Other Names for Alveolates


Brugerolle, G. 2002. Cryptophagus subtilis: a new parasite of cryptophytes affiliated with the Perkinsozoa lineage. Europ. J. Protistol. 37:379-390.

Brugerolle, G. 2003. Apicomplexan parasite Cryptophagus renamed Rastrimonas gen. nov. Europ. J. Protistol., 39:101.

Bushek, D. et al. 2002. Serological affinities of the oyster pathogen Perkinsus marinus (Apicomplexa) with some dinoflagellates (Dinophyceae). J. Eukaryot. Microbiol. 49:11-16.

Cavalier-Smith, T. and Chao, E.E. 2004. Protalveolate phylogeny and systematics and the origins of Sporozoa and dinoflagellates (phylum Myzozoa nom. nov.). Europ. J. Protistol. 40:185-212.

Dodge, J.D. & Crawford, R.M. 1971a. Fine structure of the dinoflagellate Oxyrrhis marina: I. The general structure of the cell. Protistologica, 7:295-304.

Dodge, J.D. & Crawford, R.M. 1971b.Fine structure of the dinoflagellate Oxyrrhis marina: II. The flagellar system. Protistologica, 7:399-409.

Ellis, J.T., Morrison, D. A. & Jeffries, A.C. 1998. The phylum Apicomplexa: an update on the molecular phylogeny. In: Coombs, G., Vickerman, K., Sleigh, M. & Warren, A. (ed.), Evolutionary Relationships Among Protozoa. Kluwer Academic Publishers, Boston. p. 255-274.

Fast, N.M. et al. 2002. Re-examining alveolate evolution using multiple protein molecular phylogenies. J. Eukaryot. Microbiol. 49:30-37.

Fensome, R.A. et al. 1999. Dinoflagellate phylogeny revisited: reconciling morphological and molecular based phylogenies. Grana 38:66-80.

Fernández, I., Pardos, F., Benito, J. and Arroyo, N.L. 1999. Acrocoelus glossobalani gen. nov. et sp. nov., a protistan flagellate from the gut of the enteropneust Glossabalanus minutus. Europ. J. Protistol. 35:55-65.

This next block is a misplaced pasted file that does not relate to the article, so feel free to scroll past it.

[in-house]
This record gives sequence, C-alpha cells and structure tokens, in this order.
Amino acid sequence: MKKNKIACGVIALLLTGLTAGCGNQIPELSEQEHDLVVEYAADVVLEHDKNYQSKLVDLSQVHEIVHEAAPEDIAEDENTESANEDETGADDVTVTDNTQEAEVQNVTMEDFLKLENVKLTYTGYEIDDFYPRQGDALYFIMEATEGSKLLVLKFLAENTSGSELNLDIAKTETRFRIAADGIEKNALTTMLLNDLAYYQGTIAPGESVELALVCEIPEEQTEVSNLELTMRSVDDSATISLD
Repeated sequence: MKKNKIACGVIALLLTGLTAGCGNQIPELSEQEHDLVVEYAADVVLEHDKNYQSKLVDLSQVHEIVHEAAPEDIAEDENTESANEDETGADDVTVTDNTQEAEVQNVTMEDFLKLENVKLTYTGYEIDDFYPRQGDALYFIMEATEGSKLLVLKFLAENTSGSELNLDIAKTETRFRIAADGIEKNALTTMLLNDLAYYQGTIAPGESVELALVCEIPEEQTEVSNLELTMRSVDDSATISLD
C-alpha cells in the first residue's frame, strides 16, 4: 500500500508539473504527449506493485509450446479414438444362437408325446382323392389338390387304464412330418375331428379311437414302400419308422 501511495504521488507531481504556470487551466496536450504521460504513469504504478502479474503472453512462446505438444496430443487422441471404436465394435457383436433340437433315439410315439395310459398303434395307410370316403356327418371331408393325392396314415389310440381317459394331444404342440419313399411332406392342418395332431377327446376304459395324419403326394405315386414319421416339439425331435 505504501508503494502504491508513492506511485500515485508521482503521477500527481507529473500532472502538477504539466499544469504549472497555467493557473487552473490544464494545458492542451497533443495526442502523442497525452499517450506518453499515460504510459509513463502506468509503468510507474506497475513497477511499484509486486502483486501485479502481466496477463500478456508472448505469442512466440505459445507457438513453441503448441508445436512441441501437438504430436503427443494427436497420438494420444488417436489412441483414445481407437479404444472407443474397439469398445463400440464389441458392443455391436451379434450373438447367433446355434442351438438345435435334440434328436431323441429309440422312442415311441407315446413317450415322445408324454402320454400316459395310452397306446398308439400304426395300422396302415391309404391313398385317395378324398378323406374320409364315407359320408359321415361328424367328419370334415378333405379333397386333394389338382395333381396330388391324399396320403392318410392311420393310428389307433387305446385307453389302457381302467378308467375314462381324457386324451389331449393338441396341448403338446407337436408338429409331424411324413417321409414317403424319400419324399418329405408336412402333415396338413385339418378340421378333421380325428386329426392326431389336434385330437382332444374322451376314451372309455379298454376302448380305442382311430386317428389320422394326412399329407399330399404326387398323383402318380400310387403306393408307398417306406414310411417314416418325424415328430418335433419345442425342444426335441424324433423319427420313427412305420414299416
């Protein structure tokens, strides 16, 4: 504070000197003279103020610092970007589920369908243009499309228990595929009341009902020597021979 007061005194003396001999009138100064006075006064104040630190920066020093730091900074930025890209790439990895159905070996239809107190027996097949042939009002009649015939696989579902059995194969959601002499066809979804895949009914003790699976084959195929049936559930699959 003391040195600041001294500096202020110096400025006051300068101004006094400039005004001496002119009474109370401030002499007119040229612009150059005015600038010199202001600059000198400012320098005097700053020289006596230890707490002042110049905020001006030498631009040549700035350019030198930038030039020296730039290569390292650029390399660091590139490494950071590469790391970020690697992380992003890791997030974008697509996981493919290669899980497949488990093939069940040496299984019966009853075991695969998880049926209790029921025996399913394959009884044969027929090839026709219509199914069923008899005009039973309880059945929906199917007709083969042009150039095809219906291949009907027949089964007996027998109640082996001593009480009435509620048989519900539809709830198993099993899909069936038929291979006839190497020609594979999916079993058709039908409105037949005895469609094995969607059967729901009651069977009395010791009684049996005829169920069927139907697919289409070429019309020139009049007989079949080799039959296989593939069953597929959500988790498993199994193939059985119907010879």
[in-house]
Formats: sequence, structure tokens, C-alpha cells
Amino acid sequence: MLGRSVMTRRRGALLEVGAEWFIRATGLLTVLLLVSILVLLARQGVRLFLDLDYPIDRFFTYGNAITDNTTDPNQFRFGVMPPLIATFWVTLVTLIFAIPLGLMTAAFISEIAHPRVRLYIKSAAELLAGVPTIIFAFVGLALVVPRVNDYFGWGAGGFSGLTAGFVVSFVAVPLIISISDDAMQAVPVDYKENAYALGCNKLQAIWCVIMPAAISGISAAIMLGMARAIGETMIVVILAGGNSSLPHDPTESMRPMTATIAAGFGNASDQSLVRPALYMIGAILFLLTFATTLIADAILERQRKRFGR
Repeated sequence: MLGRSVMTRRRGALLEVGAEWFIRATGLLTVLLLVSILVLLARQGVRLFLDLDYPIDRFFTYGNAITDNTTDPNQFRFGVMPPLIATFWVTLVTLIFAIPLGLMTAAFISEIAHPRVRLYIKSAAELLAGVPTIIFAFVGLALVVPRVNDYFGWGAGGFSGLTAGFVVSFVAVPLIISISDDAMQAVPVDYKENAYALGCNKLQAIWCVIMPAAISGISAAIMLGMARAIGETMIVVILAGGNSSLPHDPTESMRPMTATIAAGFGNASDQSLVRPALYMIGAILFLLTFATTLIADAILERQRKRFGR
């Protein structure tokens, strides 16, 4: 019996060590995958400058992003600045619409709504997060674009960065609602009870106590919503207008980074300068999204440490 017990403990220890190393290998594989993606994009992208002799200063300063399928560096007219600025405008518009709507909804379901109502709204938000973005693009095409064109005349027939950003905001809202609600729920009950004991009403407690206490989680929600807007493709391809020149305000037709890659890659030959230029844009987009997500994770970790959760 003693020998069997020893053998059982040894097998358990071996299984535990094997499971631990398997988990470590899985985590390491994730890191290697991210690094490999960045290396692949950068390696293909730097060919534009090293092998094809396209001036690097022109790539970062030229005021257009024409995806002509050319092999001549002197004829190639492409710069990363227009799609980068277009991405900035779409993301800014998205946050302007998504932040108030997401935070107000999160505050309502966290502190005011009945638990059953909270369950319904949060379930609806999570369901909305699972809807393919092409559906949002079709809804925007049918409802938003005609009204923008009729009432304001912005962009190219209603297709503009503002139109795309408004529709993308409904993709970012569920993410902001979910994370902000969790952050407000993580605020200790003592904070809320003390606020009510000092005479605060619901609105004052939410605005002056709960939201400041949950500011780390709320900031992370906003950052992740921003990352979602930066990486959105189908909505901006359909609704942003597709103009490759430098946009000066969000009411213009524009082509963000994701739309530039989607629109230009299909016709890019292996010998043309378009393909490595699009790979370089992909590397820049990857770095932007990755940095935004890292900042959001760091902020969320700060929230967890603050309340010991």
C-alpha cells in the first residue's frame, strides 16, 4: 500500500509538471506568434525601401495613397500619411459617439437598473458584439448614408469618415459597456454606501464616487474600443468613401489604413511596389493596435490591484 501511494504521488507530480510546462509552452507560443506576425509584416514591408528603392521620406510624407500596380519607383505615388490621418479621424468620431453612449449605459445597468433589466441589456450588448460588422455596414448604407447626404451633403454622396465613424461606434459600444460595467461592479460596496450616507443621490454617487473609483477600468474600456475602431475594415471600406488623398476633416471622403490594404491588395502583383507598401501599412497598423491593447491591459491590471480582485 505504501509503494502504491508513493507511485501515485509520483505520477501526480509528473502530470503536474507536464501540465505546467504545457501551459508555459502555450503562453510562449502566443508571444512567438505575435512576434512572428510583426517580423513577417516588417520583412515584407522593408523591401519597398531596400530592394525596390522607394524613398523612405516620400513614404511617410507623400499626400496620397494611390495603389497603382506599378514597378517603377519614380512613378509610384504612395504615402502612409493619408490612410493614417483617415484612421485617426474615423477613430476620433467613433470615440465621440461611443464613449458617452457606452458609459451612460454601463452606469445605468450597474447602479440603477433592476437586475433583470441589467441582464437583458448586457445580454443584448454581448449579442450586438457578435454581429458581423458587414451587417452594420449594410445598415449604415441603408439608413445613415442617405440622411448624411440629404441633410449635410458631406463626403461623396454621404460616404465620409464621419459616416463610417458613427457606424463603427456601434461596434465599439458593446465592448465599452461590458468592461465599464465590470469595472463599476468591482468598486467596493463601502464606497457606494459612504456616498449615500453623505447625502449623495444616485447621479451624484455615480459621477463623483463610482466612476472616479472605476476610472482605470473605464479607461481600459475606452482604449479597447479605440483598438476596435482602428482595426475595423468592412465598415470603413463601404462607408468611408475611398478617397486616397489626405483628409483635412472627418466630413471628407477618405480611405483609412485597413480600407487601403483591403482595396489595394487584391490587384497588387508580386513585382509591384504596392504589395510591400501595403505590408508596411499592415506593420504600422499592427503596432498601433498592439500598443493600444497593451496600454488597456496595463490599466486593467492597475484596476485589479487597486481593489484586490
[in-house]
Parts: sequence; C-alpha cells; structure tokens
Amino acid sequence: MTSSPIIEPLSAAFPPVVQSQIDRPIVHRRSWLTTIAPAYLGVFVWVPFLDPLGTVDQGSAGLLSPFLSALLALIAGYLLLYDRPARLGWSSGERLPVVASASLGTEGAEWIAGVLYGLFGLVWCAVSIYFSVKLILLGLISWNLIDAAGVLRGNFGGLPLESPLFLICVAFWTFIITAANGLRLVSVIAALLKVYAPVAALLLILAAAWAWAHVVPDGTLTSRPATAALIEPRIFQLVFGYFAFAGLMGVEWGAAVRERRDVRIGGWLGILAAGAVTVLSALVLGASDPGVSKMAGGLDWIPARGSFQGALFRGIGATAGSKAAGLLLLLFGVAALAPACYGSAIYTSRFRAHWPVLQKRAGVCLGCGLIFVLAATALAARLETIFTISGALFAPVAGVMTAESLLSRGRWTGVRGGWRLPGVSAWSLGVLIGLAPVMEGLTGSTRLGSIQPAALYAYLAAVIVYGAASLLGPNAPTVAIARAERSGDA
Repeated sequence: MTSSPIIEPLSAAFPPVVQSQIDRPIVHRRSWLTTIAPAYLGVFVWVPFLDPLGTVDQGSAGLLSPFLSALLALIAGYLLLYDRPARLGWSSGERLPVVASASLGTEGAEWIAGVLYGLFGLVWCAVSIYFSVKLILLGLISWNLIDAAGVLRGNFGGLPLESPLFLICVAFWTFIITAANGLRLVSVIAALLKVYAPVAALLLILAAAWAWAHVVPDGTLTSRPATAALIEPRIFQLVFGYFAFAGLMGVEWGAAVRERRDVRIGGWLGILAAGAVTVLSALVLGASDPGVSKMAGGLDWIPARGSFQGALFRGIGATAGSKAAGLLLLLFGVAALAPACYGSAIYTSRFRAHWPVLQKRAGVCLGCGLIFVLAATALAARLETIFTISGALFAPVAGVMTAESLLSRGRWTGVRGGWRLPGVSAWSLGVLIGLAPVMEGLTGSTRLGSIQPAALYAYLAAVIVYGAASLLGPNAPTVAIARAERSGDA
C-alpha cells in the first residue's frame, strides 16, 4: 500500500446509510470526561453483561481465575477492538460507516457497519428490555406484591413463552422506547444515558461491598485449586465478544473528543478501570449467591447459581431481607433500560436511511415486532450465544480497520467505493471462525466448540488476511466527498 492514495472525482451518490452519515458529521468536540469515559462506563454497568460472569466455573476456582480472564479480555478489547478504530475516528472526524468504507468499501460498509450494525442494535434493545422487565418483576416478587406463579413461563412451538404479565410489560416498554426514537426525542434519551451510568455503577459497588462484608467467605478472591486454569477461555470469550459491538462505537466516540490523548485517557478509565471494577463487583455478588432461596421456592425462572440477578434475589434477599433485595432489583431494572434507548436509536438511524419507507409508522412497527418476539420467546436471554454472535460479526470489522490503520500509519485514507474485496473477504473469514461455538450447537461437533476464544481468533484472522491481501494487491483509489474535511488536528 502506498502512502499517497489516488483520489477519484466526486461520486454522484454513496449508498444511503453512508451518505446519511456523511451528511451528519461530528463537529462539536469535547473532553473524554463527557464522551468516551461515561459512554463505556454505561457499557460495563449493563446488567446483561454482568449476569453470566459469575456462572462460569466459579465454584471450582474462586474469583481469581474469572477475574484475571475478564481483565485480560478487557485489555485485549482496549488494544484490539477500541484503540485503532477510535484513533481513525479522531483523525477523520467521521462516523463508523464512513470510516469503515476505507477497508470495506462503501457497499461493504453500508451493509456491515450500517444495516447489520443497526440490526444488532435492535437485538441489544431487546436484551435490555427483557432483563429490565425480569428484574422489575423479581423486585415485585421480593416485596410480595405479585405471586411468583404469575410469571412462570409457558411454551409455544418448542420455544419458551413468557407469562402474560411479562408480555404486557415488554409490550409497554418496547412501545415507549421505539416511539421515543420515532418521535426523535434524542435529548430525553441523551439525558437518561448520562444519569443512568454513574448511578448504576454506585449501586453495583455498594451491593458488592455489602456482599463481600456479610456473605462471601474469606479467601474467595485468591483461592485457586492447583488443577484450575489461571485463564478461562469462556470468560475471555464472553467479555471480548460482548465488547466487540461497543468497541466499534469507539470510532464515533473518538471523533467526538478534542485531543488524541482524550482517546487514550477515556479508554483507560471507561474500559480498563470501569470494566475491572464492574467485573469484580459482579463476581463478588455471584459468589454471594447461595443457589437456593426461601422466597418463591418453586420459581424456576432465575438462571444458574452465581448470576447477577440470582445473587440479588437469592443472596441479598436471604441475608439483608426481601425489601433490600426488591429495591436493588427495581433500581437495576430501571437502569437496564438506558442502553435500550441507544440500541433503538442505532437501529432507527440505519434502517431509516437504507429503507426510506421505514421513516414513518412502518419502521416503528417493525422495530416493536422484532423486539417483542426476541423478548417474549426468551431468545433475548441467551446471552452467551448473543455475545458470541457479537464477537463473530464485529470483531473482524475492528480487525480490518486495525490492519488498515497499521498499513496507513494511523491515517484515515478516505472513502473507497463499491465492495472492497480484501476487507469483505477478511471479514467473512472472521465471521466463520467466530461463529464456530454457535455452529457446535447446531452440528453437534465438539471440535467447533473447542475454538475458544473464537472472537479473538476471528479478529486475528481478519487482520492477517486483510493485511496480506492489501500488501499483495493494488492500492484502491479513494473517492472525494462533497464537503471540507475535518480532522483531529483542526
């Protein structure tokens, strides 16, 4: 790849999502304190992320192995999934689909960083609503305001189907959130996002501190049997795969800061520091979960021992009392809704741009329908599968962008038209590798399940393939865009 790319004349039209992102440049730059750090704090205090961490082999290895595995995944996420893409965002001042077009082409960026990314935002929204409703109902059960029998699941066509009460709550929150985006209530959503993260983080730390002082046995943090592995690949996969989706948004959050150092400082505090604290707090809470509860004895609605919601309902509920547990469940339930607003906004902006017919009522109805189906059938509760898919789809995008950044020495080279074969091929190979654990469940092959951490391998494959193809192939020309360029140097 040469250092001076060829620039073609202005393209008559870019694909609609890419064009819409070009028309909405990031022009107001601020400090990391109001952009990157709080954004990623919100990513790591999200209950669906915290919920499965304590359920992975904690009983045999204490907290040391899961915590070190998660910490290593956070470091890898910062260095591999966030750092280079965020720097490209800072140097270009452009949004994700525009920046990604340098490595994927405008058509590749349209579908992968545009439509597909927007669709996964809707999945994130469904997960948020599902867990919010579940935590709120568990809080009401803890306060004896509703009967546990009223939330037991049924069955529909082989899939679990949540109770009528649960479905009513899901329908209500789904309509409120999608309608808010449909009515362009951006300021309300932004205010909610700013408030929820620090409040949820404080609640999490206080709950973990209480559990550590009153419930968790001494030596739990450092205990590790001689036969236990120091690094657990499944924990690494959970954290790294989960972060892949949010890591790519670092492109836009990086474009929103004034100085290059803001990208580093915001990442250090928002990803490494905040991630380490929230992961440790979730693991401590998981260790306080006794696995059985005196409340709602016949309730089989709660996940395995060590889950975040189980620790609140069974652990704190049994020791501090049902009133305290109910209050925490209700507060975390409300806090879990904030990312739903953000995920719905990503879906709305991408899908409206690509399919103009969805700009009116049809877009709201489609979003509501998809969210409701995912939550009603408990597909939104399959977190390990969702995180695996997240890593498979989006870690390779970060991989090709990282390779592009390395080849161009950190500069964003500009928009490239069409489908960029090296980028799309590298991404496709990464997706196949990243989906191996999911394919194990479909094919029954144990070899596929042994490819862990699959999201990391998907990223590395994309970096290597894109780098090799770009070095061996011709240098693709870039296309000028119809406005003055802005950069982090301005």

Gajadhar, A.A., Marquardt, W.C., Hall, R., Gunderson, J., Carmona, E.V.A. and Sogin, M.L. 1991. Ribosomal RNA sequences of Sarcocystis muris, Theileria annulata, and Crypthecodinium cohnii.reveal evolutionary relationships among apicomplexans, dinoflagellates, and ciliates. Mol. Biochem. Parasit. 45:147-154.

Goggin, C.L. & Barker, S.C. 1993. Phylogenetic position of the genus Perkinsus (Protista, Apicomplexa) based on small subunit ribosomal RNA. Mol. Biochem. Parasitol., 60:65-70.

Harper, J. T., Waanders, E. and Keeling, P. J. 2005. On the monophyly of chromalveolates using a six-protein phylogeny of eukaryotes. Int. J. System. Evol. Microbiol. 55:487-496.

Kilejian, A. 1975. Circular mitochondrial DNA from the avian malarial parasite Plasmodium lophurae. Biochim. Biophys. Acta 390:267-284.

Kuvardina, O.N., Leander, B.S., Aleshin, V.V., Mylnikov, A. P., Keeling, P.J. & Simdyanov, T. G. 2002. The phylogeny of colpodellids (Eukaryota, Alveolata) using small subunit rRNA genes suggests they are the free-living ancestors of apicomplexans. J. Eukaryot. Microbiol., 49:498-504.

Johnson, M.D., Oldach, D., Delwiche, C.F., and Stoecker, D.K. 2007. Retention of transcriptionally active cryptophyte nuclei by the ciliate Myrionecta rubra. Nature. 445:426-428.

Leander, B. S. and P. J. Keeling. 2003. Morphostasis in alveolate evolution. Trends in Ecology and Evolution 18(8):395-402.

Leander, B. S. and P. J. Keeling. 2004. Early evolutionary history of dinoflagellates and apicomplexans (Alveolata) inferred from HSP90 and actin phylogenies. J. Phycol. 40:341-250.

Leander, B.S., Kuvardina, O.N., Aleshin, V.V., Mylnikov, A.P. and Keeling, P.J. 2003. Molecular phylogeny and surface morphology of Colpodella edax (Alveolata): Insights into the phagotrophic ancestry of apicomplexans. J. Eukaryot. Microbiol., 50:334-340.

Matsuzaki, M., Kuroiwa, H., Kuroiwa, T., et al. 2008, A cryptic algal group unveiled: A plastid biosynthesis pathway in the oyster parasite Perkinsus marinus. Mol. Biol. Evol. 25:1167-1179.

McFadden, G.I. and R.F. Waller.1997: Plastids in parasites of humans. Bioessays 19:1033-1040.

McFadden, G.I. et al. 1996. Plastid in human parasites. Nature 381:482.

Mignot, J. P. and Brugerolle, G. 1975. Étude ultrastructurale du flagellé phagotrophe Colponema loxodes Stein. Protistologica, 11:429-444.

Moore, R.B., Obornik, M., Janouskovec, J., Chrudimsky, T., Vancova, M., Green, D.H., Wright, S.W., Davies, N.W., Bolch, C.J.S., Heimann, K., Slapeta, J., Hoegh-Guldberg, O., Logsdon, J.M. and Carter, D.A. (2008) A photosynthetic alveolate closely related to apicomplexan parasites. Nature. 451:959-963.

Mylnikov, A. P. 1991. The ultrastructure and biology of some representatives of order Spiromonadida (Protozoa). Zoologichesky Zhurnal, 70:5-15.